Sunday, May 5, 2019

Courts Cannot Decide Eligibility And Essential Qualifications For Employment: SC

The Supreme Court observed that a Court, while exercising its power of judicial review, cannot decide what is best for the employer and interpret the conditions of the advertisement contrary to the plain language of the same.
The essential qualifications for appointment to a post are for the employer to decide, said the bench comprising  of Justice Arun Mishra and Justice Navin Sinha while setting aside a Bombay High Court order.
The High Court had, in the impugned order, interpreted an advertisement issued by Maharashtra Public Service Commission to hold that candidates possessing the requisite years of experience in research and development of drugs and testing of the same, are also eligible to be considered for appointment to the post of Assistant Commissioner (Drugs) and Drug Inspectors.
The court, observed that it is the employer who is best suited to decide the requirements a candidate must possess according to the needs of the employer and the nature of work. It said:
"The employer may prescribe additional or desirable qualifications, including any grant of preference. The court cannot lay down the conditions of eligibility, much less can it delve into the issue with regard to desirable qualifications being at par with the essential eligibility by an interpretive re-writing of the advertisement. Questions of equivalence will also fall outside the domain of judicial review. If the language of the advertisement and the rules are clear, the Court cannot sit in judgment over the same. If there is an ambiguity in the advertisement or it is contrary to any rules or law the matter has to go back to the appointing authority after appropriate orders, to proceed in accordance with law"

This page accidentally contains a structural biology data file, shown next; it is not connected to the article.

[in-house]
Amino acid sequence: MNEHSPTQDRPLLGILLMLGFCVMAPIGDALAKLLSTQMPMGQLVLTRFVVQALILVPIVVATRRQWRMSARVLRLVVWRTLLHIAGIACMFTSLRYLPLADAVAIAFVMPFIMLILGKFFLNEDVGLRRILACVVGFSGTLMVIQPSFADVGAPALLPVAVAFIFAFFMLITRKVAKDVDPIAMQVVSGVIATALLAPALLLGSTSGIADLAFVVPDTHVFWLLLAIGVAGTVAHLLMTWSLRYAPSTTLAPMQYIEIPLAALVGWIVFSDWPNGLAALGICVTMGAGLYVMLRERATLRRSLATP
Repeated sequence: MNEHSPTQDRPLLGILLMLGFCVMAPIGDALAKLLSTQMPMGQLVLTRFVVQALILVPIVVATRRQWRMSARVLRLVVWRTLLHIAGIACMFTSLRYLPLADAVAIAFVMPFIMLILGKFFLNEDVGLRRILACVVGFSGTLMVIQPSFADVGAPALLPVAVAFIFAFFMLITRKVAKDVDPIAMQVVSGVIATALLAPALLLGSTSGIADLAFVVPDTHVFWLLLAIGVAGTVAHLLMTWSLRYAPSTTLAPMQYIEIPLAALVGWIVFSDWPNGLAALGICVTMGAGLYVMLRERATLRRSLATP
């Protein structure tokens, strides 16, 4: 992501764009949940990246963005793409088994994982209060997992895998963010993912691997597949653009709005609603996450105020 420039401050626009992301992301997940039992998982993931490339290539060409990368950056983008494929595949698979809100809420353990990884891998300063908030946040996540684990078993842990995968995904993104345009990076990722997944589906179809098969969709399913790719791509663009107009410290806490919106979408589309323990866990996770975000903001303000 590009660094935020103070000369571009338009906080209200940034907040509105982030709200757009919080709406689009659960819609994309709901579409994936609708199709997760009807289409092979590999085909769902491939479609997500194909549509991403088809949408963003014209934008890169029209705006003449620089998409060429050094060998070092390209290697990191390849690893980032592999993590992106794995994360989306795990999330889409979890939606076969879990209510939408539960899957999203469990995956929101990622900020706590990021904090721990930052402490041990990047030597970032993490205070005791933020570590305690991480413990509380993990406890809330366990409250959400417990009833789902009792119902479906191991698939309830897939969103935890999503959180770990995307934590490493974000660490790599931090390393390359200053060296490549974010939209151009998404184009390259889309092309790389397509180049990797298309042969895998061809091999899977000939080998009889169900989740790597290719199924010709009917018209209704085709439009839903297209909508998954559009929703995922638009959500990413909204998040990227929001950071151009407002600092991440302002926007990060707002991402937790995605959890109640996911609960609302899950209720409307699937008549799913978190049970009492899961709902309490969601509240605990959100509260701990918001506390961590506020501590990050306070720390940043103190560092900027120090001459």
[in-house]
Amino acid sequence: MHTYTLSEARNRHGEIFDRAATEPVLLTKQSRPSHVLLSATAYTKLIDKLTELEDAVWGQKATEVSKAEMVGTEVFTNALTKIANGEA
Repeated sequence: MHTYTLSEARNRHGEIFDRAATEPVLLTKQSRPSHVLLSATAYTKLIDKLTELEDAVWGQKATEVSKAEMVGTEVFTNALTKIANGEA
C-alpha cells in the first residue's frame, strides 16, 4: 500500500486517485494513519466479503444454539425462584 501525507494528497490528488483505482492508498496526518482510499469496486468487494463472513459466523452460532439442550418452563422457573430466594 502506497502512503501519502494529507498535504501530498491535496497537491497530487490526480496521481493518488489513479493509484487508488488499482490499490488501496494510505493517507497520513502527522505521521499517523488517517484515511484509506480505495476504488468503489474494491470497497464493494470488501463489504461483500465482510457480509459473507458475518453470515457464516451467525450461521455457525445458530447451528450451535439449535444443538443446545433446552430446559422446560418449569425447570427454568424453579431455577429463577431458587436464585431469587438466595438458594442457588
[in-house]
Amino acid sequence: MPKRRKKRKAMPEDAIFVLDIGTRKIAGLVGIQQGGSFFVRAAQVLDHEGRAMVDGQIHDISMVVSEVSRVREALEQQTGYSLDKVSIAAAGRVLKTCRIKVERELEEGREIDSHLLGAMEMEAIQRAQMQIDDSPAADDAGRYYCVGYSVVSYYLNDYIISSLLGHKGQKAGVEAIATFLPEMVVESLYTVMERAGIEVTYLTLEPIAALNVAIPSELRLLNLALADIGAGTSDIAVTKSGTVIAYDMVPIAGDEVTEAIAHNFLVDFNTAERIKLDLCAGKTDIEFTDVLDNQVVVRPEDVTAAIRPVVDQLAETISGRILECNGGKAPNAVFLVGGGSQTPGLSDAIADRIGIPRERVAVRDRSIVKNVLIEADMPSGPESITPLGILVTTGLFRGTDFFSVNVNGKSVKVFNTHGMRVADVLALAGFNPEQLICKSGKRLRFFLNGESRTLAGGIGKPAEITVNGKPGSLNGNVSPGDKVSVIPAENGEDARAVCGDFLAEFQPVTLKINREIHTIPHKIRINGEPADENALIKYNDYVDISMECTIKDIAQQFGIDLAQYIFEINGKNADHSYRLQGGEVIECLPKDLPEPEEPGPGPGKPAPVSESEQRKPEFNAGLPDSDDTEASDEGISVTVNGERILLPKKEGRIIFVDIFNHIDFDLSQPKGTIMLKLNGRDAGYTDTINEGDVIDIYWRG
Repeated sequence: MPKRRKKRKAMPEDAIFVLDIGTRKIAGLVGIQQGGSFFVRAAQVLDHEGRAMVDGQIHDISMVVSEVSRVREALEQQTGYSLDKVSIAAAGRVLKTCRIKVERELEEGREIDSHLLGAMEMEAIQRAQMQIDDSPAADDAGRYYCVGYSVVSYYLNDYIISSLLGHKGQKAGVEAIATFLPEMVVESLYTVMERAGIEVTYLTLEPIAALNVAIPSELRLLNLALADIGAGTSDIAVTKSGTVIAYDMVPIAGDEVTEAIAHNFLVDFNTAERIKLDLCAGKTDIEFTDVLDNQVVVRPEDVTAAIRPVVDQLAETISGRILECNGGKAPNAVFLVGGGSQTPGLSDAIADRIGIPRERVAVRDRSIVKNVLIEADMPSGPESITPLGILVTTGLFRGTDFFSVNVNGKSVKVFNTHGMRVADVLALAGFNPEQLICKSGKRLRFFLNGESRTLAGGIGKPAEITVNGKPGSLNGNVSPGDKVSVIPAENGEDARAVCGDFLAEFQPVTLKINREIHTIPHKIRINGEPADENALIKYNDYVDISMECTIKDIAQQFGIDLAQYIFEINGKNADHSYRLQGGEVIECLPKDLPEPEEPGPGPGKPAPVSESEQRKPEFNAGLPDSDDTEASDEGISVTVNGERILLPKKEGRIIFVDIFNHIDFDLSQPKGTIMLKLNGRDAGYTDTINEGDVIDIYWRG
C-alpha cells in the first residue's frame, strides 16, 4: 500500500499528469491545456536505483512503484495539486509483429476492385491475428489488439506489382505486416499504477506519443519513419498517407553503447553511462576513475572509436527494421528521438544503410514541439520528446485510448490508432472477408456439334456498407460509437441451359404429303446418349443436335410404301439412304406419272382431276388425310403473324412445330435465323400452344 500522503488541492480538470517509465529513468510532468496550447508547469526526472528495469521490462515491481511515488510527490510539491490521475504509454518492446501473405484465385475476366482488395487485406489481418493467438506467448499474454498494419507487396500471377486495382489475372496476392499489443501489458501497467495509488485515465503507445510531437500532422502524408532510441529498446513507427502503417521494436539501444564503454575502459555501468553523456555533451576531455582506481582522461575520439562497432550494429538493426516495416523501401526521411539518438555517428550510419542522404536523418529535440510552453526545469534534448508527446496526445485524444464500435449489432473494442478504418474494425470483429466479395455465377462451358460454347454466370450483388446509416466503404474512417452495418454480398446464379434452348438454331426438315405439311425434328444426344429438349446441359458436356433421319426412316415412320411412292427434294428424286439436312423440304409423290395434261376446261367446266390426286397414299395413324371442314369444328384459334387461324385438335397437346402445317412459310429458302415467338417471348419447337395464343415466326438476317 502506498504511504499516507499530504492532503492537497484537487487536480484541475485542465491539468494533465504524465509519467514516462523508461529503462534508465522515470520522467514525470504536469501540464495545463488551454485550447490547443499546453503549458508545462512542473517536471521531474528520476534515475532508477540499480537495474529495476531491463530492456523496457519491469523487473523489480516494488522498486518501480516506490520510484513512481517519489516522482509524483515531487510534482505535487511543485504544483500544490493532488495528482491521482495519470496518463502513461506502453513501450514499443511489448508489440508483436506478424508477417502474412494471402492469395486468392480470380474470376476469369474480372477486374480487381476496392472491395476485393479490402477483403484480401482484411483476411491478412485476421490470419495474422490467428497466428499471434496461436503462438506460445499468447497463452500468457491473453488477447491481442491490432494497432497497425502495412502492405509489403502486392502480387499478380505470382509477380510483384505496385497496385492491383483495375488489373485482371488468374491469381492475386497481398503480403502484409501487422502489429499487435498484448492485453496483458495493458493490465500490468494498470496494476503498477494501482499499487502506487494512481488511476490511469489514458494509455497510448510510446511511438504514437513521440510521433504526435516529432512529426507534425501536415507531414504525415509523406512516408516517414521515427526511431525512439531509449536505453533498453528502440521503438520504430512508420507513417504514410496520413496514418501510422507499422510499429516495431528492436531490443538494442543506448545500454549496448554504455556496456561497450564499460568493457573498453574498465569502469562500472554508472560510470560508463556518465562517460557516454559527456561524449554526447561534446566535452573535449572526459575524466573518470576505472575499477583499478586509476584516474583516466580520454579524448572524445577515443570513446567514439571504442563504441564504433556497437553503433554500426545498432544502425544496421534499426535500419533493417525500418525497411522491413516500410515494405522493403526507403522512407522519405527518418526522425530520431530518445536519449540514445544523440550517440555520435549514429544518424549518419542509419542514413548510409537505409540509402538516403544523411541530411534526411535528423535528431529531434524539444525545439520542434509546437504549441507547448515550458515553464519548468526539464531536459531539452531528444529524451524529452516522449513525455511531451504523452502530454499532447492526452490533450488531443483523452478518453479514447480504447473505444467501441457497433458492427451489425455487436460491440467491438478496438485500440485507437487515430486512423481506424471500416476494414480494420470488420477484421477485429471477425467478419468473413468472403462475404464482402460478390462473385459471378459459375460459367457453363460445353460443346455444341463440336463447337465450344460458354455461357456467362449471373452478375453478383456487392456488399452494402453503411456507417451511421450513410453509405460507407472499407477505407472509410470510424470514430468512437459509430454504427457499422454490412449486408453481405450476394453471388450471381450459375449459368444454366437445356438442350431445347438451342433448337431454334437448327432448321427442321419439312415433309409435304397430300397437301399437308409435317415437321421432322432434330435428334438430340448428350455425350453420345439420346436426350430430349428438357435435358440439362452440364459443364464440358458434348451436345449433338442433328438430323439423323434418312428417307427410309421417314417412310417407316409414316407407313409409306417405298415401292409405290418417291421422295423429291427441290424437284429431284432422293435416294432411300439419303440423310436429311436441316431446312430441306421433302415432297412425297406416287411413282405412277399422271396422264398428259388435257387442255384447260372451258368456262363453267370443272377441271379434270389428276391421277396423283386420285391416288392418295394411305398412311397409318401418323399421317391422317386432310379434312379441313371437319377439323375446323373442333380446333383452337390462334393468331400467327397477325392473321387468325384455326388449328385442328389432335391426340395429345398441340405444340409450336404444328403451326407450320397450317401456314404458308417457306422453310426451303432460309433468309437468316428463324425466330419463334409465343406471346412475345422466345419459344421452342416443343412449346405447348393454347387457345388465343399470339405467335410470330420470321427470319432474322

In this case, the bench observed the interpretation of the terms of the advertisement as made by the High Court both regard to the posts of Assistant Commissioner (Drugs) and Drug Inspectors cannot be upheld. The term "preference" mentioned in the advertisement cannot be interpreted to mean that merely because a candidate may have had the requisite experience of testing in a research and development laboratory he/she possessed the essential eligibility and had a preferential right to be considered for appointment, the court added.

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